Day 26 – 29: Subtropical Seas:
Seabirds and dolphins indigenous to this region often follow the vessel.
Day 30 – 32: St. Helena Highlights:
After landing at Jamestown, you have many opportunities to enjoy the local culture, pleasant climate, and endemic birds of this remote island. One such activity is a visit to Longwood House, where Napoleon died in exile. You also have the chance to explore the island on your own – and snorkel the shallows, seeing multitudes of tropical and subtropical fish.Disembarkation and a flight to Europe is possible from here.In the evening, the vessel departs for Ascension Island and Praia, Cape Verde where you may also disembark.
All itineraries are for guidance only. Programs may vary depending on local ice and weather conditions and in order to take advantage of opportunities to see wildlife. The on-board expedition leader determines the final itinerary. Itineraries may mention places that require permission to land, which must be granted by the relevant national authorities. Such permission is not granted prior to the publishing of these itineraries. Flexibility is paramount for expedition cruises. The average cruising speed of m/v Janssonius 10.5 knots.
2 portholes 2 upper & lower berths Small sofa Private shower & toilet Flatscreen TV Desk & chair Telephone and WiFi (supplemented) Hair dryer Cabinet Wardrobe This cabin is suitable for families traveling with children, or passengers who do not require a twin or more luxurious cabin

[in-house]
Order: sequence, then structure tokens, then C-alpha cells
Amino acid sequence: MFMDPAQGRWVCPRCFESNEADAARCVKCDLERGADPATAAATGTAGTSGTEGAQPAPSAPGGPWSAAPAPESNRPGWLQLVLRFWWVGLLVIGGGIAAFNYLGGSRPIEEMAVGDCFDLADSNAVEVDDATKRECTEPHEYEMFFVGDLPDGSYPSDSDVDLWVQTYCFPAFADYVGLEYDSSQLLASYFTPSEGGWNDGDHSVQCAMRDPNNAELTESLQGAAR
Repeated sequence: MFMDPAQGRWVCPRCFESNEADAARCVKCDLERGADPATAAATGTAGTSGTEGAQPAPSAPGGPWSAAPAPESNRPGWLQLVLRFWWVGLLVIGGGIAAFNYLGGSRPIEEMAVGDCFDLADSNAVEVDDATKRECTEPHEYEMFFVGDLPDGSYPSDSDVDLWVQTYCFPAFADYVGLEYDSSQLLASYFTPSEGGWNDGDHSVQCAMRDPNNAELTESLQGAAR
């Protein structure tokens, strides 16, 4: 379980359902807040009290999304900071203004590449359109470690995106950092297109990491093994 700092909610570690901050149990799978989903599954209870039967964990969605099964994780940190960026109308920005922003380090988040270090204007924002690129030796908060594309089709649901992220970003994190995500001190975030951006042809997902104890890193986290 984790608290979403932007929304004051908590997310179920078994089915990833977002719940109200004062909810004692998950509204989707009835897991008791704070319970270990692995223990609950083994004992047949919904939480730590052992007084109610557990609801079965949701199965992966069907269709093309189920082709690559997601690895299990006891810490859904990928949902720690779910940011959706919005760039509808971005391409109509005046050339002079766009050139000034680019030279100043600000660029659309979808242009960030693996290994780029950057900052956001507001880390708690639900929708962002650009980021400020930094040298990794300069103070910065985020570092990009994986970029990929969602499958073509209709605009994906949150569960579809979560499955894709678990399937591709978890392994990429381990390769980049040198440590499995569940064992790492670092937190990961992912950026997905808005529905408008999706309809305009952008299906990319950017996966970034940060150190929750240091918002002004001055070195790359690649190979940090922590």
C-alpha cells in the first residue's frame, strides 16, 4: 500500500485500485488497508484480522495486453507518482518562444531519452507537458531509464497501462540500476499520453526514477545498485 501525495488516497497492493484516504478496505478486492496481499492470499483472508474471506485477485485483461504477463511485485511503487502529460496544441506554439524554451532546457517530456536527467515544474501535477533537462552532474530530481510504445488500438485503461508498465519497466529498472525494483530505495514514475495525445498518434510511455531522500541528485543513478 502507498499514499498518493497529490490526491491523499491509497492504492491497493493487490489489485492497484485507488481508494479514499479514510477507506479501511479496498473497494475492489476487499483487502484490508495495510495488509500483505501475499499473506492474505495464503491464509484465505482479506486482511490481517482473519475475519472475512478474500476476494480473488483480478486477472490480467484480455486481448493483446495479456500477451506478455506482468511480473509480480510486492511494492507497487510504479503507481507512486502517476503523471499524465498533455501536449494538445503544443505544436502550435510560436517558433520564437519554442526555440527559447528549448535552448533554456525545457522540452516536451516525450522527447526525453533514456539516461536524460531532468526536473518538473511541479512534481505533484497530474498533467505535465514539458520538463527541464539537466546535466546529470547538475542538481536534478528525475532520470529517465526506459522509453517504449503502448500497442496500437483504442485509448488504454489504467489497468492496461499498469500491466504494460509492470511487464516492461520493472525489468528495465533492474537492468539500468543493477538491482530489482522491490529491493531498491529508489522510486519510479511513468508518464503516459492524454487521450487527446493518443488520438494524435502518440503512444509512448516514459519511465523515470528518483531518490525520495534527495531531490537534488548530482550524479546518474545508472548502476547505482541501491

2 portholes 1 upper berth & 2 lower berths Small sofa Private shower & toilet Flatscreen TV Desk & chair Telephone and WiFi (supplemented) Hair dryer Cabinet Wardrobe This cabin is suitable for families traveling with children, or passengers who do not require a twin or more luxurious cabin
2 portholes 2 single beds Small sofa Private shower & toilet Flatscreen TV Desk & chair Telephone and WiFi (supplemented) Hair dryer Cabinet Wardrobe
1 window 2 single beds Small sofa Private shower & toilet Flatscreen TV Desk & chair Telephone and WiFi (supplemented) Hair dryer Cabinet Wardrobe
2 windows 2 single beds Sofa Private shower & toilet Flatscreen TV Desk & chair Telephone and WiFi (supplemented) Refrigerator Coffee & tea maker Bathrobe Hair dryer Cabinet Wardrobe
2 windows 1 double bed Sofa Private shower & toilet Flatscreen TV Desk & chair Telephone and WiFi (supplemented) Refrigerator Coffee & tea maker Bathrobe Hair dryer Cabinet Wardrobe
1 double window 1 double bed Private shower & toilet Flatscreen TV Desk & chair Telephone and WiFi (supplemented) Refrigerator Coffee & tea maker Bathrobe Hair dryer Cabinet Wardrobe
Call: 1300 669 780
(1300 669 780)
Visit: 222A Barry Parade
(PO Box 132)
Fortitude Valley QLD 4006
We're on the corner Barry Parade and Gipps Street, next door to Rocksports Indoor Climbing